Hartley Magazine

All the latest news, hints, tips and advice from our experts

Greenhouse shading

We are not out of March yet but already my greenhouse has readings of 115 degrees Fahrenheit (46 degrees Celsius), which means that without shading, my seedlings are pretty soon going to fry.

The most economical method is to paint on white shading which comes in pre-measured sachets (a box costs around 5 pounds). Credit crunch or no credit crunch, this all seems too much like hard work to me, specially the wiping off part at the end of the season.

Parsnip seedlings in the greenhouse

Some greenhouses come with built in shades (a good option to invest in when you make your initial purchase), but since mine doesn’t I’ve decided to opt for netting on the outside because I want to keep the inside clear for tall crops like cucumbers and melons.
In most cases running the netting along one side is sufficient (my greenhouse runs East/West, so I will be shading the south side).
The other thing I’ve noticed is the amount of watering I’m now having to do. In addition to seedlings I’ve been starting off dahlia tubers in pots as well as gladioli and lilies. All this is taking up two to three big watering cans a day, so the other thing I’ve done is to run a hose (buried in the ground) from the outdoor tap, (don’t forget to use a double connector on the tap). I now have water at the greenhouse door which makes a huge difference. I also keep a bucket of water in the greenhouse at all times so that it’s at ambient temperature – remember that young plants and seedlings can easily suffer ‘root shock’ if you water them with very cold water, as it sometimes can be on a chilly day.

Essentially I now have 3 separate ‘temperate zones’ in the greenhouse. The Vitopod propagator with lid is the warmest. When the seedlings have emerged and are a few centimetres high, I transfer them to the bench which has a heated electric blanket. After a couple of weeks on this they are moved to the bench on the other side which has no heating at all, but benefits from the overall effect of a heated greenhouse. After observing your thermometer every day, you will soon get a sense of what 50 degrees Fahrenheit (10 degrees Celsius) feels like. This is what might be called a ‘cool’ rather than an ‘unheated’ greenhouse. Once you are familiar with this benchmark temperature you will be able to instantly recognise if the greenhouse feels colder than usual when you set the heater in the evening.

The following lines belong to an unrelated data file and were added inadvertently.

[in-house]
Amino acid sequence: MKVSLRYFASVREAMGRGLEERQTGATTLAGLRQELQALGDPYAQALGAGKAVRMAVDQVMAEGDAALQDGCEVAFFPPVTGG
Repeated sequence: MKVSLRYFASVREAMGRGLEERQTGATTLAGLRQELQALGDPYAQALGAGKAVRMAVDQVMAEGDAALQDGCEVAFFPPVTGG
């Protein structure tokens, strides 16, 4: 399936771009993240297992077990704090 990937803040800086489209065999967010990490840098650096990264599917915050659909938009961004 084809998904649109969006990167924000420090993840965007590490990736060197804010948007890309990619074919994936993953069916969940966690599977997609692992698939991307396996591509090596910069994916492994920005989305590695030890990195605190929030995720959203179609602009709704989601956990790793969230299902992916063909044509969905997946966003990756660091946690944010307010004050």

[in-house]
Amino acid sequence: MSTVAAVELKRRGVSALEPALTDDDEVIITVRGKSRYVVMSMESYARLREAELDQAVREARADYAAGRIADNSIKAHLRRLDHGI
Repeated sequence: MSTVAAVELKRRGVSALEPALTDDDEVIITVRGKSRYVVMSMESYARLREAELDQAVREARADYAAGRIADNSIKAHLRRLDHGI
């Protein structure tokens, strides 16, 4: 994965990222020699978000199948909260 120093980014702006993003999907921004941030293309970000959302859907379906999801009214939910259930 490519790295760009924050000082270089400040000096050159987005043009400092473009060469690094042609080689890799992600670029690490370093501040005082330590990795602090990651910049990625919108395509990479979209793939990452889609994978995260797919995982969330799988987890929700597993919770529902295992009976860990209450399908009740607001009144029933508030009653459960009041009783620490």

The next stage will be to ‘harden off the plants’. Since I don’t have the space for cold frames I’ll do this in a temporary plastic mini-greenhouse.

I’ve chosen dark, moody colours for this years’ borders (dahlia Dark Stranger, Western Pirate and Ambition, along with Gladiolus ‘Espresso’) to go with dark blues of larkspur, salpiglosis and amberboa and a spot of orange. Since the bulbs and tubers are plants that provide an explosion of colour and drama, the plan is to sink them in to the border in pots wherever they are most needed then whip them out once they have flowered so that something else can go in.

All we need now is a hot summer.

There is still time to plant your parsnips. Start them off in the greenhouse on wet kitchen roll between two plastic food trays or plastic coated picnic plates. Once they have germinated (it takes about 2 weeks) plant them into a hole that you have dug out first into the shape of an ice cream cone. Take the soil out of the hole and fill it with crumbled compost so that the root will have no stones or hard ground to fight its way through.

We dug up the last of our parsnips over the weekend.

Digging up and washing the last of the parsnips

Next time I’ll show you how to grow your own Christmas dinner using the greenhouse (just add turkey!)